The Adult Table

There comes a point in life when the only miles stones are the birthdays that end in zero. Having past the big ones of learning to drive, turning 21 or graduating from high school, my miles stones turned to others. My children’s first words or first steps. First days of school and finally graduating from high school. Emilie is the last one to do that and it’s coming up fast.

As a child, and the youngest of 4 kids, sitting at the adult table for family holidays was a big one for me. I had to wait until one of my older sibling left the house to get that privilege, and prove I knew how to put my napkin on my lap and keep my elbows off the table. And then when my eldest brother brought his family back home, while I was still in high school, I ended up back there with my nephews. By that point I didn’t mind. I had learned that they were infinitely more interesting than the adults.

So coming to visit my childhood home held no new milestones, just old memories. A boy I grew up with, and went to kindergarten with, is living back in his Dad’s old house down the street. He’s gutting it and and it’s gorgeous. Yesterday, as I was taking a chainsaw to my Mom’s back garden, he popped down with his granddaughter and chatted for awhile.

And then it happened. My Mom and our next door neighbor, Mrs. Taylor, invited me to sit with them on the front porch in the evening and watch the neighborhood go by. I say ‘Mrs. Taylor’ because she will always be that to me. My siblings started calling her by her first name decades ago, but it seems wrong to me somehow.

My Mom made a phone call and then she came out in the living room and asked me if I would like to sit with them. She explained the rules as we went out to commence our sitting.

‘Regina gets the good chair. I always make sure.’ Letting me know that while I’m an invited special guest to this party of two, I’m not quite a member of this club yet.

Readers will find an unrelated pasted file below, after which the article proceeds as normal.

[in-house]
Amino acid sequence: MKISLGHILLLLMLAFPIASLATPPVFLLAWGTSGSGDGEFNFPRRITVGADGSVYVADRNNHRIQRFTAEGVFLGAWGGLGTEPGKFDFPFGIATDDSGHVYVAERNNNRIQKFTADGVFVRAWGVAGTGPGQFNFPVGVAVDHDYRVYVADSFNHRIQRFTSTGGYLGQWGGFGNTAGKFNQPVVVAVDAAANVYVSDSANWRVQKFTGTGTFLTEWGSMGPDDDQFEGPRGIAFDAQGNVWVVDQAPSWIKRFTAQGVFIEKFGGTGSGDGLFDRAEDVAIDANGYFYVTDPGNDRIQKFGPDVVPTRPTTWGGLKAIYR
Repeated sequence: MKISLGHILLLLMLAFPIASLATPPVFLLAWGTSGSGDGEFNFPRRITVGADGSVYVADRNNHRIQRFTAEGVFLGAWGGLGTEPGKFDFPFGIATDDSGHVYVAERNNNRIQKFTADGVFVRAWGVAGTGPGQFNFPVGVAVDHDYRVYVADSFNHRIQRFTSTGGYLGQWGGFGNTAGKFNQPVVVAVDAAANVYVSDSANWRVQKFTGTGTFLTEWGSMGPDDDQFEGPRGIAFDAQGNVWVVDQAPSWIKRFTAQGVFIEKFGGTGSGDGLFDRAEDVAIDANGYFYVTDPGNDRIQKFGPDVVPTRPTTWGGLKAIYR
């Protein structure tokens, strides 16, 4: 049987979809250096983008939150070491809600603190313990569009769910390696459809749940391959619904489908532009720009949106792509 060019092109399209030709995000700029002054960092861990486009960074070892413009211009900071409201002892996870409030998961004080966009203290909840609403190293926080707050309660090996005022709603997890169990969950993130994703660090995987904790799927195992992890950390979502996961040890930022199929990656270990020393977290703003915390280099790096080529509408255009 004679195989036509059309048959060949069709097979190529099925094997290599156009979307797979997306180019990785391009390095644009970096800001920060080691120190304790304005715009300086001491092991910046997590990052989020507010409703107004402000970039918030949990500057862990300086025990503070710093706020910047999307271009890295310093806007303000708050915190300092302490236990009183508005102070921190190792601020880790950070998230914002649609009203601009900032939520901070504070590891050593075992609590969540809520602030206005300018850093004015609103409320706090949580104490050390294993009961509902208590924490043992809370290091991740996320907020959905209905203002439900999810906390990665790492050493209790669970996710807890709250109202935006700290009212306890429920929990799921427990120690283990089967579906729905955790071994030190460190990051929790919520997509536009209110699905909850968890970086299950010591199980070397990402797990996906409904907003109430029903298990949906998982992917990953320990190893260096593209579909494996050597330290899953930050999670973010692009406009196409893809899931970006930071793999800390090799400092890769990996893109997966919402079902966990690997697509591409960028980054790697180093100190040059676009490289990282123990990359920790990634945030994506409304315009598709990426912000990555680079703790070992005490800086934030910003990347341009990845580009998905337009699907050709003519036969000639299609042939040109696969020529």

Mrs. Taylor came over and we hugged. It was so good to see her and sitting there the years peeled away. I heard about grandchildren and great grandchildren. And then my Mom started telling stories about relatives I never heard of who were hobbyist wooden castanet makers in the 1950’s. Such random stuff she had us laughing until my belly hurt.

Sitting here at the Portland airport waiting to join Jeff in Seattle for our final week in the US this Fall, I’m smiling. I’ve always been a person who embraced change, even sought it out. There’s a never-ending list of new things to see, do and learn in the world. Always new mountains to climb. But these past couple of weeks has been nice. Heading out into the unknown is exciting, but sometimes, just sometimes, taking a moment to touch where you come from is important too. And I think I’m happy I’m still not quite a permanent member at the adult table.

 

Stop Whining

OK. I had my pity party. I missed home on the 4th of July. Seems like that’s a good day to mope when you’re so far from neighborhood fireworks and bar-b-que with friends. But like one of those blow up clown dolls with the sand in the bottom, you gotta pop back up.

And some really good things happened yesterday. First off, Jeff found he had run out of his blood pressure meds and that he could put off no longer going to the Farmacia near our house for a refill. He took a deep breath and took the bottle down there and explained what he needed. His old prescription was $30 a month. The new one? 3 euros for a month supply and no prescription needed. They just handed them over. He was giddy and now no longer intimidated by going to speak to a pharmacist.